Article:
Andy sent me a tip by e-mail the other day. This isn’t long enough to be a reader story, but I think it’ll be useful advice for some GRS readers. Andy says he’s learned that if he pays his bills as they arrive, he feels a lot less stressed than if he puts them off to the end of the month.

When he got his first credit card, Andy made a habit of paying his bills when he got them in the mail. But: “Then I got laid off. I didn’t pay my credit card bill until a day or two before it was due. I waited as long as I could because I needed that money elsewhere.”

Even after he got a job again, Andy kept paying his bills just before they were due. And he kept feeling stressed. Why? “Because I still am struggling to pay off my credit card bill each month before the due date. I have the money, I’m not carrying a balance or paying any interest…but instead of being ahead of the game I’m trying to base-slide in that home run at the end of each month.”

Andy writes:

I recommend that people do two things. Even if you’re carrying a balance on your credit cards, send your payments as soon as the bill comes due. Then you’ve got a buffer of about 30 days if for some reason you can’t make the payments immediately. If something does happen, do everything possible to get back your buffer ASAP.

Andy says there’s a real psychological difference that comes from paying his bills early: “That 30 day window makes me feel more secure.”

Long long ago, back when this blog was young, I wrote about my own personal discovery of this technique. When I was living paycheck-to-paycheck, I always waited until the last minute to pay my bills. Four years ago, I finally realized there were several advantages to paying my bills as they arrived:

  • It saves time. Rather than spend half-an-hour batch-processing bills, I can take a few minutes at a time to pay just one bill.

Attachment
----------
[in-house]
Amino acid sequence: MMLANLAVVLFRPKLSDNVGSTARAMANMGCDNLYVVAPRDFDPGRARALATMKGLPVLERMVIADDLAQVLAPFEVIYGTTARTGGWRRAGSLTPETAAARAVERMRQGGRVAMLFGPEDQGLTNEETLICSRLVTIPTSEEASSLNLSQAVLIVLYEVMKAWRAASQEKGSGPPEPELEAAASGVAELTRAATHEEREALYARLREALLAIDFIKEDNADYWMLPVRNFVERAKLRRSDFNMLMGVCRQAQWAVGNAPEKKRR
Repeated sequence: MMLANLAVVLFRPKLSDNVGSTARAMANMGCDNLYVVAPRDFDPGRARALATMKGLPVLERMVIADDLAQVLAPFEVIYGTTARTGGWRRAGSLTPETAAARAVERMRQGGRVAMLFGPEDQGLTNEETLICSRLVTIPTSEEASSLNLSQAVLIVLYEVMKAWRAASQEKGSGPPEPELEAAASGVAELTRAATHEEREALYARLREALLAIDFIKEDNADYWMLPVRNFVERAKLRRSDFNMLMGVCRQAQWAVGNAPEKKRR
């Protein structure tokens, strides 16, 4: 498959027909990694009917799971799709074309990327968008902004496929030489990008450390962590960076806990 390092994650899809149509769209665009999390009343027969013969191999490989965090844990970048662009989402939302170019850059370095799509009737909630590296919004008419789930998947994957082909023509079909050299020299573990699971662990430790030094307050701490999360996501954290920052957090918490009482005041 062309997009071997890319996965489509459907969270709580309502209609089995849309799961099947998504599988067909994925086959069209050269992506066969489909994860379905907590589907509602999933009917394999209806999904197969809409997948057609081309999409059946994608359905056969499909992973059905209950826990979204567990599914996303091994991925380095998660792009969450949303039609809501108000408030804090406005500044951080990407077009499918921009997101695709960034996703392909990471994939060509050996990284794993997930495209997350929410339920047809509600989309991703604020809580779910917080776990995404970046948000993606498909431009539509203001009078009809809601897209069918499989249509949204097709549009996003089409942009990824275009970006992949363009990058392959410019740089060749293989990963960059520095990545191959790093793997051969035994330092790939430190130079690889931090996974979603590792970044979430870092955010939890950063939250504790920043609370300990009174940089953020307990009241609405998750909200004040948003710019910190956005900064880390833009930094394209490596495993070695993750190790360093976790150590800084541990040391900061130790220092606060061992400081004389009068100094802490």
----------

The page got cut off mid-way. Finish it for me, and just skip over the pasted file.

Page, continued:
• It saves worry. I’m no longer concerned with late payments. I know my bills are mailed on time.
  • It saves mistakes. Sometimes I would forget to pay a bill. If I pay the bills as they arrive, this can’t happen.
  • Most of all, it saves money. When I got paid, I used to buy my fun stuff first, and pay bills out of what was left over. Now that I pay bills first, I’m more inclined to invest any remaining money instead of spend it.

Even if you live paycheck-to-paycheck, you can profit from this advice. Try it for a month. You may not be able to pay all of your bills this way (your mortgage, for example, might have to wait), but you should be able to pay most of them. See if it doesn’t take a load off your mind!

After having used this technique for four years, I can’t imagine doing anything else. In fact, I barely remember that I used to struggle with paying my bills on time. But I did. Amazing how far I’ve come! And it’s amazing that smart personal finance is made up of regular small habits like this one.

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